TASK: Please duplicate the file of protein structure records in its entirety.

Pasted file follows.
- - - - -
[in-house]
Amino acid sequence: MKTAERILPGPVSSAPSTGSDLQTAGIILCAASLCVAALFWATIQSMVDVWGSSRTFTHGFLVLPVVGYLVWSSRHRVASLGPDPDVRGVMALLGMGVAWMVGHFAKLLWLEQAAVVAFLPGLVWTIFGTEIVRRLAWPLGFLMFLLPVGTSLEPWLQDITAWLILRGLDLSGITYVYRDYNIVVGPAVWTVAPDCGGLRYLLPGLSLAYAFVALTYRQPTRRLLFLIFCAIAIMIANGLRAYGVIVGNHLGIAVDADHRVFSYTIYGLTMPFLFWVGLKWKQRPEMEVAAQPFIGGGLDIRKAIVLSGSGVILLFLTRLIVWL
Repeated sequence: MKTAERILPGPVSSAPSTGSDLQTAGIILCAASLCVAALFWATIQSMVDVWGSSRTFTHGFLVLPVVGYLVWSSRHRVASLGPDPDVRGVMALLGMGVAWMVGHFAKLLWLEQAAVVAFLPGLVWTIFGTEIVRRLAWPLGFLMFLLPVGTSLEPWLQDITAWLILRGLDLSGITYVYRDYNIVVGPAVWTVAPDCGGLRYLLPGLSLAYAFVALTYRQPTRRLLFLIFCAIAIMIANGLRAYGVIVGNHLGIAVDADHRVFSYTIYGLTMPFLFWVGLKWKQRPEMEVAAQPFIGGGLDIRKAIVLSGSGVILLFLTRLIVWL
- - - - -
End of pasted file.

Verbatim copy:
[in-house]
Amino acid sequence: MKTAERILPGPVSSAPSTGSDLQTAGIILCAASLCVAALFWATIQSMVDVWGSSRTFTHGFLVLPVVGYLVWSSRHRVASLGPDPDVRGVMALLGMGVAWMVGHFAKLLWLEQAAVVAFLPGLVWTIFGTEIVRRLAWPLGFLMFLLPVGTSLEPWLQDITAWLILRGLDLSGITYVYRDYNIVVGPAVWTVAPDCGGLRYLLPGLSLAYAFVALTYRQPTRRLLFLIFCAIAIMIANGLRAYGVIVGNHLGIAVDADHRVFSYTIYGLTMPFLFWVGLKWKQRPEMEVAAQPFIGGGLDIRKAIVLSGSGVILLFLTRLIVWL
Repeated sequence: MKTAERILPGPVSSAPSTGSDLQTAGIILCAASLCVAALFWATIQSMVDVWGSSRTFTHGFLVLPVVGYLVWSSRHRVASLGPDPDVRGVMALLGMGVAWMVGHFAKLLWLEQAAVVAFLPGLVWTIFGTEIVRRLAWPLGFLMFLLPVGTSLEPWLQDITAWLILRGLDLSGITYVYRDYNIVVGPAVWTVAPDCGGLRYLLPGLSLAYAFVALTYRQPTRRLLFLIFCAIAIMIANGLRAYGVIVGNHLGIAVDADHRVFSYTIYGLTMPFLFWVGLKWKQRPEMEVAAQPFIGGGLDIRKAIVLSGSGVILLFLTRLIVWL